Some Creativity Required
Are toy makers finally getting the message?
It has been 30 years since MIT’s Seymour Papert first asked: “Should the computer program the kid or should the kid program the computer?” Until recently, the toy industry has taken the former approach, churning out high-tech toys that do little to enlist children’s native creativity. Technology, says Henry Jenkins, director of MIT’s Comparative Media Studies program, has mostly been used to create dolls that simply “say something other than ‘Mommy.’ “A welcome change seems to be in the works, though. Starting last year with the Lego Mindstorms construction kits, toy makers are-tentatively-introducing products that offer kids the opportunity to program, create and invent.
Mindstorms, which enables kids to build and program mobile robots, was the first extensively programmable item to reach toy-store shelves. Kids drag and drop code components to define a programming unit called a procedure, which is sent via infrared to a processor mounted on a Lego vehicle. This vehicle can then move around autonomously, with sensors alerting the processor to obstacles that must be navigated around.
This spring, Mindstorms got company as a few new gadgets followed its lead. One is the Cybiko, a kidfriendly personal digital assistant; the other is a crude, inexpensive video camera that could put digital moviemaking into the hands of the young and allowancedependent. Both offerings conform to the view articulated by Media Lab professor Justine Cassell, who with Jenkins edited the 1998 book From Barbie to Mortal Kombat. The industry’s emphasis on “smart toys” is misplaced, argues Cassell: “It shouldn’t be the case that the toy is smart; it should be that the toy allows the kid to be smart, or creative, in new ways.”
Opportunities for creativity aren’t always as obvious as with the Papertinspired Lego Mindstorms. Sometimes even a slick-looking consumer gadget packs unusual opportunities. The Cybiko-with its wireless communication and tiny keyboard-might be the offspring of a Nintendo GameBoy and an Apple iMac. Created by Chicago-based startup Cybiko Inc., the handheld game system offers several unusual, enabling features.
The wireless communications system allows Internet-style chat with nearby Cybiko users, making it a sort of digital walkie-talkie and providing a new channel over which many kids can communicate at once. A novel feature is the Cybiko’s creativity-fostering software. A text editor is standard; connecting the Cybiko to a PC lets kids load it with new graphics and music-creating software. Cybiko will soon make its CyOS operating system and development software available for free, allowing kids to program it. As TR went to press, Cybiko president Donald Wisniewski said two toolkits would be available for the handheld this spring. One is a “drag-and-drop” editor to change the difficulty of existing games; the editor will be accessible to young children. The other is a full software development kit, created for professional developers, that will likely get some use from teenage programmers.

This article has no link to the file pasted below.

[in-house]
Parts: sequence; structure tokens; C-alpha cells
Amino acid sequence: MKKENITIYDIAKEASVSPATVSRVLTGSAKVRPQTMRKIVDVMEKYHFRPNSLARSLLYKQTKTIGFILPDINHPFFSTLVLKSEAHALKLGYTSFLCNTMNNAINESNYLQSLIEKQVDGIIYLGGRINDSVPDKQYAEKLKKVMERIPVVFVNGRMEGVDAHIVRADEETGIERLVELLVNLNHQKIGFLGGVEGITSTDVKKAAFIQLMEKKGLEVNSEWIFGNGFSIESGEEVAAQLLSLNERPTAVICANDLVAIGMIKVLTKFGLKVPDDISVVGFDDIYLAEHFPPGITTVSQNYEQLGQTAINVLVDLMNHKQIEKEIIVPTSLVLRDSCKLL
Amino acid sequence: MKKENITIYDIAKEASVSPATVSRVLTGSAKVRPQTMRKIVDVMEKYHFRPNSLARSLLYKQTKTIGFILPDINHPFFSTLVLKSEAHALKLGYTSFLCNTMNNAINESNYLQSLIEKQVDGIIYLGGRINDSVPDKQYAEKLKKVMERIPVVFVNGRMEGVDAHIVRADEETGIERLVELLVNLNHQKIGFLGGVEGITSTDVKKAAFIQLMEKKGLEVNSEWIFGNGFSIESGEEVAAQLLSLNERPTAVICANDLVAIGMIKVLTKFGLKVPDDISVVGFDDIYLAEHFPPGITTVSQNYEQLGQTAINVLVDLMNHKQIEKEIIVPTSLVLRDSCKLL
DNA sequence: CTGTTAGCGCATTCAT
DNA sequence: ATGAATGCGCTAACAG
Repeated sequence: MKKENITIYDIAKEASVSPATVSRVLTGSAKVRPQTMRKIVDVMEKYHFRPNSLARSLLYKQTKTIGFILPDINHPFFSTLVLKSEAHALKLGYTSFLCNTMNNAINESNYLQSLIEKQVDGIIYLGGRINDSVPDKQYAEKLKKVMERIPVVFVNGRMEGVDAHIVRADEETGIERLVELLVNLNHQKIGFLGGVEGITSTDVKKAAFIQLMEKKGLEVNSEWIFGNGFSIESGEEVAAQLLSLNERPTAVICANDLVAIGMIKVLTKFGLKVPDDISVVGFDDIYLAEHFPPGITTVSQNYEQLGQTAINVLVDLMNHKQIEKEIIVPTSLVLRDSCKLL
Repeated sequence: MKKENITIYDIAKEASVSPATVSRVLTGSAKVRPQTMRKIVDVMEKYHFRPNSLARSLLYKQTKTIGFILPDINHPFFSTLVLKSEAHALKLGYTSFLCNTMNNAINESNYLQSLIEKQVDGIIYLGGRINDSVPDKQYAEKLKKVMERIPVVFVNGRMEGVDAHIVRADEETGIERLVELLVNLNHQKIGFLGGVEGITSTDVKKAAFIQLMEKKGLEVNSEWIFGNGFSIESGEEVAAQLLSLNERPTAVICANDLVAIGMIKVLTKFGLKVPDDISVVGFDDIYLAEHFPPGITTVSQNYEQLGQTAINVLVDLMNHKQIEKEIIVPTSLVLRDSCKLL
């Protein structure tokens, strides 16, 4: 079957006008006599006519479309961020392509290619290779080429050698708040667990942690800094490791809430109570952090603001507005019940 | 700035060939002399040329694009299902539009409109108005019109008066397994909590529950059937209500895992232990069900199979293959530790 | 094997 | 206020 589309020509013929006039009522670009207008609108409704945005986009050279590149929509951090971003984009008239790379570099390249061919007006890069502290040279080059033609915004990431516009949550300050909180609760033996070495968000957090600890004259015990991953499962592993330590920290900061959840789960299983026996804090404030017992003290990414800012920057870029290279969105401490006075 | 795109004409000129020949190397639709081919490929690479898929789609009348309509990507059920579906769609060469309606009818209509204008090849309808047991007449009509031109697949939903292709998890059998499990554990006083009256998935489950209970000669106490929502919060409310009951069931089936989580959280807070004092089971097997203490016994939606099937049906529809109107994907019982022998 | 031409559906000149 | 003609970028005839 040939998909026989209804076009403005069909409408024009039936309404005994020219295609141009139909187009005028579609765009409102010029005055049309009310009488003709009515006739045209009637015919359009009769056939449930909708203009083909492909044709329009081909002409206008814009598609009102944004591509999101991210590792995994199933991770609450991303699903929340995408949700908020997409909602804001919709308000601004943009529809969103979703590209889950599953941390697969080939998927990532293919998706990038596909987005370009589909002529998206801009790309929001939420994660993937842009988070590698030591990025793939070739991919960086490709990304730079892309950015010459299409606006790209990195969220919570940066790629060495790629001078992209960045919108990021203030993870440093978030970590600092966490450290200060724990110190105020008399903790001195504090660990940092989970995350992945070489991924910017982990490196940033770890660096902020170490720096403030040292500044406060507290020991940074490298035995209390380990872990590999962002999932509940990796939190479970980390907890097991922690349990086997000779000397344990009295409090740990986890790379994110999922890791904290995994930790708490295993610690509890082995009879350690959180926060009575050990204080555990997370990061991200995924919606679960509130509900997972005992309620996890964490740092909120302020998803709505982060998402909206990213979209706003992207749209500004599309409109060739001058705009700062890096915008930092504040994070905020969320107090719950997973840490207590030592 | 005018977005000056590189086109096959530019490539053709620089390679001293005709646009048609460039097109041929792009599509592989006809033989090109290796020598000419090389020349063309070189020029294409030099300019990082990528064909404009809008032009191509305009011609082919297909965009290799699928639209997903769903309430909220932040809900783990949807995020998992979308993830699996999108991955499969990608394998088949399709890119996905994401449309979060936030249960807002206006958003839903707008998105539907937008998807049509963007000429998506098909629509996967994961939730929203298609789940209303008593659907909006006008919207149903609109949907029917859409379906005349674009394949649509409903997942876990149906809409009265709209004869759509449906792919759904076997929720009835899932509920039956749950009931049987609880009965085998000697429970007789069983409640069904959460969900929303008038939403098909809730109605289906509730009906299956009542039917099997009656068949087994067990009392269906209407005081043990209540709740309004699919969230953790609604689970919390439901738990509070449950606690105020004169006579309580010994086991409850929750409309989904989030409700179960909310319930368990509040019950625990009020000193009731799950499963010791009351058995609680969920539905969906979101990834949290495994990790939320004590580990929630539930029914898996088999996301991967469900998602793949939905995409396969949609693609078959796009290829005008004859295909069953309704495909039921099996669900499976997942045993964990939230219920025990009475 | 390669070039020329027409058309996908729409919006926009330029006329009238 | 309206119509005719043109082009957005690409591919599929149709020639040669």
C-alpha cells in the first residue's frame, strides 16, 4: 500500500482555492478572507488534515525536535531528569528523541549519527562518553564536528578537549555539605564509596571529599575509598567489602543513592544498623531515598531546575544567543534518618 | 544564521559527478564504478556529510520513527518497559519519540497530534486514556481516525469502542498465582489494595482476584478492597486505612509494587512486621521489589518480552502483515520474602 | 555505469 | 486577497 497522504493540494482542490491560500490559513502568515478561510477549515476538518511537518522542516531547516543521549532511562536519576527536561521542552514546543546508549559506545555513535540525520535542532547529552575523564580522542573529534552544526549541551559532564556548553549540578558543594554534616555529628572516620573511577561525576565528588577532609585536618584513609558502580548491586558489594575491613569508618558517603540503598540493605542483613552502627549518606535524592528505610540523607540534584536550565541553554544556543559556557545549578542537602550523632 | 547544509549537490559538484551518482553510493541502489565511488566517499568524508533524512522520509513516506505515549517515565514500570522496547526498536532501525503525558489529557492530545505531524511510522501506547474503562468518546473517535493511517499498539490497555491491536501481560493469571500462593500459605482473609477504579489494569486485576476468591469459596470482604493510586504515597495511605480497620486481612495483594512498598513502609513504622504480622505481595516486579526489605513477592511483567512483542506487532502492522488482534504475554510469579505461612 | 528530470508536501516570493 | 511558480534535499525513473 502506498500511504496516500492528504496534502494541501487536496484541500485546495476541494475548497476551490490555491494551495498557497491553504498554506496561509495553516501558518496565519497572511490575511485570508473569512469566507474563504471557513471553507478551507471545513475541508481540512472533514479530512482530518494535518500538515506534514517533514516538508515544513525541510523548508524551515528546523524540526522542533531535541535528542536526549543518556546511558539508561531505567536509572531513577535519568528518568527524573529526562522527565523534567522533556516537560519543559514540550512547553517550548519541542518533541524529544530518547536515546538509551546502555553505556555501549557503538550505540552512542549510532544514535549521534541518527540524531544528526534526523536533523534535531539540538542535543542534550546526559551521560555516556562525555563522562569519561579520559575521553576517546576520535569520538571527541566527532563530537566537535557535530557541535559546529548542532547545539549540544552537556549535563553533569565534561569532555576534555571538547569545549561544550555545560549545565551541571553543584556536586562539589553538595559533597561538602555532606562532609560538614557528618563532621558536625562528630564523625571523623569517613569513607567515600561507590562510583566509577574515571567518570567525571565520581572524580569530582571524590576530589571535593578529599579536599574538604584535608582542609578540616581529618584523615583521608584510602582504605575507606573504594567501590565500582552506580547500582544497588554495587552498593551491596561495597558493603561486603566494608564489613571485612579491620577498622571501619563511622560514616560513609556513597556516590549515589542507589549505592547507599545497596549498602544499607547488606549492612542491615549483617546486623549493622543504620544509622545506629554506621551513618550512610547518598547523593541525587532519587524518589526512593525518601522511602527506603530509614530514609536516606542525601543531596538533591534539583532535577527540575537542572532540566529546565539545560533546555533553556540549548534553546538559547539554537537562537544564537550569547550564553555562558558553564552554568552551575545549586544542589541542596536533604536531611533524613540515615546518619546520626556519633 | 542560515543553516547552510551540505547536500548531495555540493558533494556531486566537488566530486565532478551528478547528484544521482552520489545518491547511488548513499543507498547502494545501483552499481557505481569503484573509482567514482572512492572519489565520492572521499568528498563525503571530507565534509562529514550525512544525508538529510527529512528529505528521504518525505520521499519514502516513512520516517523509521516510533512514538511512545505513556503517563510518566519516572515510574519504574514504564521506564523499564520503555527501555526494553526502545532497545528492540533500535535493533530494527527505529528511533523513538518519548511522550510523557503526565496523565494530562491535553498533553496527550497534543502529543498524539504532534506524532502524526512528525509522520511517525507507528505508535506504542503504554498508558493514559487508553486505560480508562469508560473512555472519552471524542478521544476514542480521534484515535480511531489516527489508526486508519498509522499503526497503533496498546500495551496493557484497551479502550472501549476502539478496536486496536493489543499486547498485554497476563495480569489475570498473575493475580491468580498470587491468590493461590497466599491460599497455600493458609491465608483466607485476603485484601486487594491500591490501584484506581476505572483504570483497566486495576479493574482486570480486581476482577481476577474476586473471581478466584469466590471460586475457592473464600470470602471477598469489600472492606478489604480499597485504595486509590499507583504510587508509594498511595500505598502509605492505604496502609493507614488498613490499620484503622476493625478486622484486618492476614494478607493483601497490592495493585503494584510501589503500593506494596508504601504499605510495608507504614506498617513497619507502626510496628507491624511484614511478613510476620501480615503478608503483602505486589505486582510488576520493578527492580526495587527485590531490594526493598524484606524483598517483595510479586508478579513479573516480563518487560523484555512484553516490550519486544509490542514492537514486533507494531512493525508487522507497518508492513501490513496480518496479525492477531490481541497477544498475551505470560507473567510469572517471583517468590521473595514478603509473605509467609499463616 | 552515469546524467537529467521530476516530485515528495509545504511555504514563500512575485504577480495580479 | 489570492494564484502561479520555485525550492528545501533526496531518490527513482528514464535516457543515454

Another new toy might allow hightech media-making, turning the tables on Disney and Nickelodeon by allowing kids to become filmmakers. No release date has been set for IntelPlay’s Digital Movie Creator, a prototype of which was demonstrated at the International Toy Fair in New York in February by the Intel-Mattel joint venture. The camera is reminiscent of Fisher-Price’s Pixelvision camera of the 1980s, which flopped in the toy stores but which has since become popular among some independent filmmakers because of its uniquely blocky black-and-white images. The IntelPlay system would provide an additional benefit over the Pixelvision, allowing kids to edit their films on the computer to create a sophisticated narrative film or a whimsical video collage.
Other promising products provide new interfaces to the computer, and are already on the market. IntelPlay’s QX3 computer microscope makes possible high-tech scientific exploration, and a way to tap the computer’s image-enhancing properties to help explore the microworld. Zowie Intertainment, founded by TR100 member Amy Francetic, sells toy kits that function as interfaces to an onscreen story world. In one kit, a pirate ship and the people on board can be used to control action on the computer screen, encouraging children to act out different stories.
Most of the toy industry remains more interested in branding and TV tieins than in Papert’s provocative question. But one can hope that these few promising technological toys are the beginning of a new trend, not just a momentary glimmer.
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